Golem Creations Ltd. LLC is a television production company created by Jon Favreau on August 30, 2018. In an interview with The Hollywood Reporter, Favreau cited his fascination with the overlap of technology and storytelling and that he gave the company its name because a golem was like technology; it could be used to protect or destroy if control was lost of it. The company most recently produced The Mandalorian and The Book of Boba Fett television shows in partnership with Lucasfilm.
|2003||Elf||New Line Cinema|
|2005||Zathura: A Space Adventure||Sony Pictures Releasing|
|2008||Iron Man||Paramount Pictures|
|2010||Iron Man 2|
|2011||Cowboys & Aliens||Universal Pictures / Paramount Pictures|
|2014||Chef||Open Road Films|
|2016||The Jungle Book||Walt Disney Studios Motion Pictures|
|2019||The Lion King|
Awards and recognitionEdit
- "George Lucas visits set of 'Star Wars' live-action series 'The Mandalorian'". Entertainment Weekly. Retrieved October 30, 2020.
- Jewel, Dan (November 25, 1996)."Swing and a Hit". People. vol. 46, #22.
- Archived at Ghostarchive and the Wayback Machine: Marc Maron (December 14, 2012). "WTF – Jon Favreau talks heritage & pronunciation" – via YouTube.
- Bloom, Nate (November 28, 2008). "Jewish Stars". Cleveland Jewish News.
- Weiss, Vered (February 1, 2015). "Jon Favreau Serves Up Warm, Feel Good Comedy, "Chef" On Netflix". Jewish Business News. Retrieved May 8, 2018.
- Ryan, James (October 13, 1996). "A Hollywood Scene He Knows Too Well". The New York Times.
- Pfefferman, Naomi (December 26, 2003). "A Gift From Santa's Jewish Helpers". JewishJournal.com.
- Stack, Peter (October 18, 1996). "Jon Favreau's 'Swingers' -- It's a Guy Thing". The San Francisco Chronicle.
- "The Arty Semite". Forward.com blog.
- Austin, Ben (August 5, 2011). "Jon Favreau ('84) Succeeds Again With Cowboys & Aliens". The Bronx High School of Science Alumni Association & Endowment Fund. Archived from the original on August 27, 2017. Retrieved January 11, 2014.
- Suter, Bob (Fall 2006). "Lighting Up the Arts: Extraordinary Queens College Alumni Who Have Gone on to Successful Careers in the Arts" (PDF). Q Magazine. Queens College.
- Bowles, Scott (May 7, 2010). "Favreau's a Comic-Book Hero"'. USA Today. pp. 1D-2D.
- "Jon Favreau" Archived September 26, 2016, at the Wayback Machine Retrieved August 10, 2015
- Gillette, Amelie (March 7, 2006). "Jon Favreau". The A.V. Club. Retrieved March 14, 2016.
- Hayes, Britt (June 4, 2013). "See the Cast of 'Rudy' Then and Now". ScreenCrush. Retrieved March 14, 2016.
- Rothman, Michael (July 5, 2014). "On 'Seinfeld's' 25th Anniversary: 25 Actors You Forgot Were on the Show". ABC News. Retrieved March 14, 2016.
- Buchanan, Kyle (August 17, 2011). "Nostalgia Fact-Check: How Does Swingers Hold Up?". Vulture. New York. Retrieved March 14, 2016.
- Dockterman, Eliana (December 29, 2014). "8 Actors Who Got Their Start on Friends". Time. Retrieved March 14, 2016.
- "Tracey Takes On..." TV.com.
- Travers, Peter (November 25, 1998). "Very Bad Things". Rolling Stone. Retrieved March 14, 2016.
- Angulo, Sandra P. (May 14, 1999). "Jon Favreau takes a swing at Rocky Marciano". Entertainment Weekly. Retrieved March 14, 2016.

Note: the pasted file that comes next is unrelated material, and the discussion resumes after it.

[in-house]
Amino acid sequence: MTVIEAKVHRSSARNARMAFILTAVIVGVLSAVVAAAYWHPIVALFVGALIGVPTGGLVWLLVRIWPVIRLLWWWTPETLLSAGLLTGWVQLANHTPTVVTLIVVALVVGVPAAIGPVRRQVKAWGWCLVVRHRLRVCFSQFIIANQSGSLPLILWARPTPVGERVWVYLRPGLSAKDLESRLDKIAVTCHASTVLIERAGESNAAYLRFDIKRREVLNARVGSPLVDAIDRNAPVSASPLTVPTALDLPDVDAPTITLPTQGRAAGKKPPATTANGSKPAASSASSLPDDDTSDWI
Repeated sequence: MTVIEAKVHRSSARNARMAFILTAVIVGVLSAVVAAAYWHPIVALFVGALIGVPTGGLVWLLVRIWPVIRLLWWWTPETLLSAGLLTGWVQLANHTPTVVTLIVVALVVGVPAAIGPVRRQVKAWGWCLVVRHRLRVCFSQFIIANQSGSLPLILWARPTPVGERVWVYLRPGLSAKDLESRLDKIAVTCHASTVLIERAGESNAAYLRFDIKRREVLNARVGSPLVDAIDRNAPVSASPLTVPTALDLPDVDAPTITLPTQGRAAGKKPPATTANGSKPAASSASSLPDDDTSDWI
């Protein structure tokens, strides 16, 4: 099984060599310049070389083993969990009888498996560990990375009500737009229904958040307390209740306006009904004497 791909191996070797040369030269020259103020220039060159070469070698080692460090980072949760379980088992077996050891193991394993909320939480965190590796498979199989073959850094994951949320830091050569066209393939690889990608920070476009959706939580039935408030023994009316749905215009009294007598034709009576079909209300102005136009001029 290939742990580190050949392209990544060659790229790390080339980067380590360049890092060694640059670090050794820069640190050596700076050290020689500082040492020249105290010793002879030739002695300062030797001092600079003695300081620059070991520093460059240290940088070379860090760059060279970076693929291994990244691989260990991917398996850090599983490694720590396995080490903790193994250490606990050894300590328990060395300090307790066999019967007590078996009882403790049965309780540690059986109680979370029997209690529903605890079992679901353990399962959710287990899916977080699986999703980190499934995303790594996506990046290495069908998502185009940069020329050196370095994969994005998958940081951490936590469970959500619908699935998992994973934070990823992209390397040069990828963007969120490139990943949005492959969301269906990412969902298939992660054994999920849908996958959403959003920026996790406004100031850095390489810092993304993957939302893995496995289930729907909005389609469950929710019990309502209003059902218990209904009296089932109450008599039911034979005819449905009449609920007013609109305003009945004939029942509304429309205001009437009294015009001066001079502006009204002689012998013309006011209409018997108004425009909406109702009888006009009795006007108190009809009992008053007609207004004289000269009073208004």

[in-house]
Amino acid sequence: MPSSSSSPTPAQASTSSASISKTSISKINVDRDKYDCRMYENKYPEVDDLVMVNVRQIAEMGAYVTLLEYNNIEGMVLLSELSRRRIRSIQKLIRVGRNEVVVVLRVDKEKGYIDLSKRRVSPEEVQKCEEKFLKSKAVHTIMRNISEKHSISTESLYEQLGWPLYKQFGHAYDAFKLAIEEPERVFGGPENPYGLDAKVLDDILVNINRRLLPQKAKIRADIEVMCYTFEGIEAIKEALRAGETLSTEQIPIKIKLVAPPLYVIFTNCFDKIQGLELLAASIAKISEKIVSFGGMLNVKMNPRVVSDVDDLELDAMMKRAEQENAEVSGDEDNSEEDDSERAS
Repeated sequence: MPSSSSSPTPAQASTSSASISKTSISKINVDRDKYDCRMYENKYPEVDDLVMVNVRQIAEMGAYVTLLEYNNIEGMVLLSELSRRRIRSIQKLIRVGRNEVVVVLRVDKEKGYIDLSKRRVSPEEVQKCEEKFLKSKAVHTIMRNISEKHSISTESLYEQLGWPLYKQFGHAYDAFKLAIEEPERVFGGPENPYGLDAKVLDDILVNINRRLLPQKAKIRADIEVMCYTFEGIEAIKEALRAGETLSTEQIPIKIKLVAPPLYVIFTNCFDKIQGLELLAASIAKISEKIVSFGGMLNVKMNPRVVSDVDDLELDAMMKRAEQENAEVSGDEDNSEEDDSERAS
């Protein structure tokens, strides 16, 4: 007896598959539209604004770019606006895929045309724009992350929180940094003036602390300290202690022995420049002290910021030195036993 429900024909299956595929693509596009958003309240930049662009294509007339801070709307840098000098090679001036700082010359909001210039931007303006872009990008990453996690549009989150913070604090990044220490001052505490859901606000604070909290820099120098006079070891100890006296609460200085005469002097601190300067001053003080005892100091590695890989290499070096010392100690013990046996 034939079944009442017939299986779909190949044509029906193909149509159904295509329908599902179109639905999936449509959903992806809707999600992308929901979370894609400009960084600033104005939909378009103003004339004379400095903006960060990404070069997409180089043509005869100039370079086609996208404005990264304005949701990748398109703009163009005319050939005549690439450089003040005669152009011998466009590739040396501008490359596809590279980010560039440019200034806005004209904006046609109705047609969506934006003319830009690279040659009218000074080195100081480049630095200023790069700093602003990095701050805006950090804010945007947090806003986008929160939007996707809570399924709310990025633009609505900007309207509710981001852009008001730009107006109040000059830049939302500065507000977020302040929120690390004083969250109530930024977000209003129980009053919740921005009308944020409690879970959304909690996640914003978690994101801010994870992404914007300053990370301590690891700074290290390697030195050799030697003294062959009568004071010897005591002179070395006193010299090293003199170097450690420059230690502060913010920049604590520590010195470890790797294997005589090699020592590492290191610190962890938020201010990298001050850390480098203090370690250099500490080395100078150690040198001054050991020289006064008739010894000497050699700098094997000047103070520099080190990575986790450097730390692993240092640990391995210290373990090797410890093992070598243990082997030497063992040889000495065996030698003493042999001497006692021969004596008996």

- Costa, Maddy (September 22, 2000). "Lots more Mr Nice Guy". The Guardian. Retrieved March 14, 2016.
- Sauter, Michael (December 1, 2000). "The Replacements". Entertainment Weekly. Retrieved March 14, 2016.
- VanDerWerff, Todd (August 11, 2010). "The Sopranos: "D-Girl"/"Full Leather Jacket"". The A.V. Club. Retrieved March 14, 2016.
- Giroux, Jack (May 12, 2014). "How Jon Favreau Made Chef His Own Flavor of Ice Cream". Film School Rejects. Retrieved March 14, 2016.
- Ng, Philiana (March 13, 2011). "'Undeclared' Creator Judd Apatow: It Was a Weird Moment for Comedy". The Hollywood Reporter. Retrieved March 14, 2016.
- McNary, Dave (February 22, 2002). "Daredevil has partner in Favreau". Variety. Retrieved May 4, 2020.
- Mark Deming (2014). "The Big Empty (2003)". Movies & TV Dept. The New York Times. Archived from the original on July 19, 2014. Retrieved March 14, 2016.
- Foundas, Scott (December 4, 2003). "Review: Something's Gotta Give". Variety. Retrieved March 14, 2016.
- "Vince Vaughn's Wild West Comedy Show: 30 Days & 30 Nights -- Hollywood To The Heartland". TV Guide.
- "Lost in Space". The Apprentice. Season 4. January 1, 2000 – via IMDb.
- Kit, Borys (April 28, 2006). "Marvel Studios outlines slew of superhero titles". The Hollywood Reporter. Archived from the original on May 13, 2006. Retrieved April 29, 2006.
- Yamato, Jen (May 1, 2008). "Iron Man Is the Best-Reviewed Movie of 2008!". Rotten Tomatoes. Retrieved August 16, 2010.
- "Iron Man (2008)". Box Office Mojo. Retrieved August 16, 2010.
- Adams, Sam (April 14, 2016). "The Favreauteur Theory". Slate. Retrieved February 6, 2021.
- "Behind the Scenes of Iron Man with Director Jon Favreau". Archived from the original on April 24, 2017. Retrieved December 26, 2008.
- Finke, Nikki (July 9, 2008). "So What Was All The Fuss About? Marvel Locks in Jon Favreau For Iron Man 2". Deadline Hollywood. Archived from the original on August 21, 2012. Retrieved August 3, 2012.
- Brodesser-Akner, Claude (December 14, 2010). "Jon Favreau Won't Direct Iron Man 3". New York. Vulture (column). Retrieved February 6, 2021.
- Eng, Joyce (October 15, 2008). "Trio of Ladies Going on Couples Retreat". TV Guide. Archived from the original on July 3, 2012.
- Joseph (February 27, 2014). "10 Actors You Didn't Realise Were in Star Wars: The Clone Wars". What Culture.
- Fleming, Michael (September 1, 2009). "Jon Favreau roped into Aliens". Variety.
- Bettinger, Brendan (February 8, 2012). "Jon Favreau to Direct NBC Pilot Revolution; J. J. Abrams, Eric Kripke, and Bryan Burk Producing". Collider.
- Favreau, Jon (February 14, 2013), Moving On, The Office, retrieved December 31, 2021
- "NBC Pilot Filmed in San Francisco". Nbcbayarea.com. March 28, 2013. Retrieved July 19, 2014.
- "Disney Sets Release Dates for Alice in Wonderland 2 and The Jungle Book". comingsoon.net. Retrieved March 16, 2014.
- "Disney and Jon Favreau Joining Forces on "The Lion King" - The Walt Disney Company". The Walt Disney Company. September 28, 2016.
- Jon Favreau [@Jon_Favreau] (September 28, 2016). "Excited for my next project 🦁👑" (Tweet) – via Twitter.
- Jon Favreau [@Jon_Favreau] (February 18, 2017). "I just can't wait to be king. #Simba" (Tweet) – via Twitter.
- "The Lion King Remake Has Found Its Simba - CINEMABLEND". February 18, 2017.